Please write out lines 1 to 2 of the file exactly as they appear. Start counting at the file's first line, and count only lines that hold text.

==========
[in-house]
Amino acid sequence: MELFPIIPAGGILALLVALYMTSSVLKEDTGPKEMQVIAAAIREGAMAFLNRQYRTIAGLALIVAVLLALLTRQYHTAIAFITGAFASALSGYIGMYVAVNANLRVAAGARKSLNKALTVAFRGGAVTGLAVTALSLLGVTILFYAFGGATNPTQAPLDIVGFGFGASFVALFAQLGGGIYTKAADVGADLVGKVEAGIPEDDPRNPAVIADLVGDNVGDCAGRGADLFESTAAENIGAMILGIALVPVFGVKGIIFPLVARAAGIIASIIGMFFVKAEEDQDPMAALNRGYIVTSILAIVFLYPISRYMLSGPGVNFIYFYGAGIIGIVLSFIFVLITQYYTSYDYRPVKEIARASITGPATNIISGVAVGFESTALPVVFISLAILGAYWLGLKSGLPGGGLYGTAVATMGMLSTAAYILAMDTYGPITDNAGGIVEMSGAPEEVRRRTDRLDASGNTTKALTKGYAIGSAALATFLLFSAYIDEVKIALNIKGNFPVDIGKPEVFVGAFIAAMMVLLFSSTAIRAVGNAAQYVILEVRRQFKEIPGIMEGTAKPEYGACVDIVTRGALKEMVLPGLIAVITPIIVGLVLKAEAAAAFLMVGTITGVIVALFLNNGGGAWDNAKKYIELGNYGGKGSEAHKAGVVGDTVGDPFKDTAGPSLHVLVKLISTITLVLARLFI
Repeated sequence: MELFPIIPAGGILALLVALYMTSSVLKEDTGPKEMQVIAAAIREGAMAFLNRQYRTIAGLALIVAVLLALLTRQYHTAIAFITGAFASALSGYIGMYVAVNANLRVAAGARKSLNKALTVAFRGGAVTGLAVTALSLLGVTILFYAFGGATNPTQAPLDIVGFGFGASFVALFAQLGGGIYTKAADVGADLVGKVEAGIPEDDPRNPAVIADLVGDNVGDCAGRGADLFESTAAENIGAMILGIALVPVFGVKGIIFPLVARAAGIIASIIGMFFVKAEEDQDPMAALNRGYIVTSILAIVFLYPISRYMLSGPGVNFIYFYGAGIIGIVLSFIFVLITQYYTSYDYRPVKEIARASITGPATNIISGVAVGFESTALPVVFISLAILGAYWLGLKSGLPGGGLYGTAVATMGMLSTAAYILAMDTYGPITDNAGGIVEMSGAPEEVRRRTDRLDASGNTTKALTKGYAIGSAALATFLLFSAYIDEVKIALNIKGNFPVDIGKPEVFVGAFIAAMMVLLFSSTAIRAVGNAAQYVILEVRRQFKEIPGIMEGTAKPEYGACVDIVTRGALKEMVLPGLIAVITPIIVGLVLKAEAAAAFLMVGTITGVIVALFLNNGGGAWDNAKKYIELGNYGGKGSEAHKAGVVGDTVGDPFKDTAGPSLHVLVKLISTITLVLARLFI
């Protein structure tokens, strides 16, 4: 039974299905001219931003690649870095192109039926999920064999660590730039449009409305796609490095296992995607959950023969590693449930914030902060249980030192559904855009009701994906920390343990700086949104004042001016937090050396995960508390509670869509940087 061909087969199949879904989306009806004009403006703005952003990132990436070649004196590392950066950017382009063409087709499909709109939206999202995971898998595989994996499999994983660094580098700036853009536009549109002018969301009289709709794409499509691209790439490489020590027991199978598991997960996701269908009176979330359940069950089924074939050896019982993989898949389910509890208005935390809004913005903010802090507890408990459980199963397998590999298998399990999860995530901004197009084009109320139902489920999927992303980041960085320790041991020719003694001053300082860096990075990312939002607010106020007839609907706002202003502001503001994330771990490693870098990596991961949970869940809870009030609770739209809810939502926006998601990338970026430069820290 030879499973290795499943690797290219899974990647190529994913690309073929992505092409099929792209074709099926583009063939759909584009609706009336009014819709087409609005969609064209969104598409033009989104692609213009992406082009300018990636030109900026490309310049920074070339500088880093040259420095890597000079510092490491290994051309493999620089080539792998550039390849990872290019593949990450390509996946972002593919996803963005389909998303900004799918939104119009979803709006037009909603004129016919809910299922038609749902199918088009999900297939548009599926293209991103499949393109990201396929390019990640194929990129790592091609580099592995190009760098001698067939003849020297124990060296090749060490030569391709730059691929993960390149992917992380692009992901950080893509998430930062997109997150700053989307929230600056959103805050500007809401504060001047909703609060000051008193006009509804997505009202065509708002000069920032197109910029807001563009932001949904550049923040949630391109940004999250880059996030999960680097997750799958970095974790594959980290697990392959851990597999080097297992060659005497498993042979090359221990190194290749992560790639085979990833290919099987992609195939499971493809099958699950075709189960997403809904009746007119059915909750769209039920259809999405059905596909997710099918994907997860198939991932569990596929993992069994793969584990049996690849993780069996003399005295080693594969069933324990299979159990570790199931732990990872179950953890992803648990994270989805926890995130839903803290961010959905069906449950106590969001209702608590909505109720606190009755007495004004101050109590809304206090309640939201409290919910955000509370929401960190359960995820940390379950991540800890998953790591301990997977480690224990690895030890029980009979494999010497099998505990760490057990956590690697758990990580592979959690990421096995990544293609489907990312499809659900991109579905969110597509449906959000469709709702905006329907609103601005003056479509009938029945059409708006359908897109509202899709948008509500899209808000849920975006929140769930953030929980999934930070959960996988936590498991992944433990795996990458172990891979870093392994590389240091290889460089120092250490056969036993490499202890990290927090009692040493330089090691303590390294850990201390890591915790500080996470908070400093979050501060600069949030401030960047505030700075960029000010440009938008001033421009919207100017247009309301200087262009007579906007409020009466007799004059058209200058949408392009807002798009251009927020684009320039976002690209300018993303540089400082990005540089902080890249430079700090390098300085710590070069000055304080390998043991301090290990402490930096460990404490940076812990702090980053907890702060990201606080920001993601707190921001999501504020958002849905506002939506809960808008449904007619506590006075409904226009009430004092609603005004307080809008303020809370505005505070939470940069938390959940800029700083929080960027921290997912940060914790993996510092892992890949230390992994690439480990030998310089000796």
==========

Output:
[in-house]
Amino acid sequence: MELFPIIPAGGILALLVALYMTSSVLKEDTGPKEMQVIAAAIREGAMAFLNRQYRTIAGLALIVAVLLALLTRQYHTAIAFITGAFASALSGYIGMYVAVNANLRVAAGARKSLNKALTVAFRGGAVTGLAVTALSLLGVTILFYAFGGATNPTQAPLDIVGFGFGASFVALFAQLGGGIYTKAADVGADLVGKVEAGIPEDDPRNPAVIADLVGDNVGDCAGRGADLFESTAAENIGAMILGIALVPVFGVKGIIFPLVARAAGIIASIIGMFFVKAEEDQDPMAALNRGYIVTSILAIVFLYPISRYMLSGPGVNFIYFYGAGIIGIVLSFIFVLITQYYTSYDYRPVKEIARASITGPATNIISGVAVGFESTALPVVFISLAILGAYWLGLKSGLPGGGLYGTAVATMGMLSTAAYILAMDTYGPITDNAGGIVEMSGAPEEVRRRTDRLDASGNTTKALTKGYAIGSAALATFLLFSAYIDEVKIALNIKGNFPVDIGKPEVFVGAFIAAMMVLLFSSTAIRAVGNAAQYVILEVRRQFKEIPGIMEGTAKPEYGACVDIVTRGALKEMVLPGLIAVITPIIVGLVLKAEAAAAFLMVGTITGVIVALFLNNGGGAWDNAKKYIELGNYGGKGSEAHKAGVVGDTVGDPFKDTAGPSLHVLVKLISTITLVLARLFI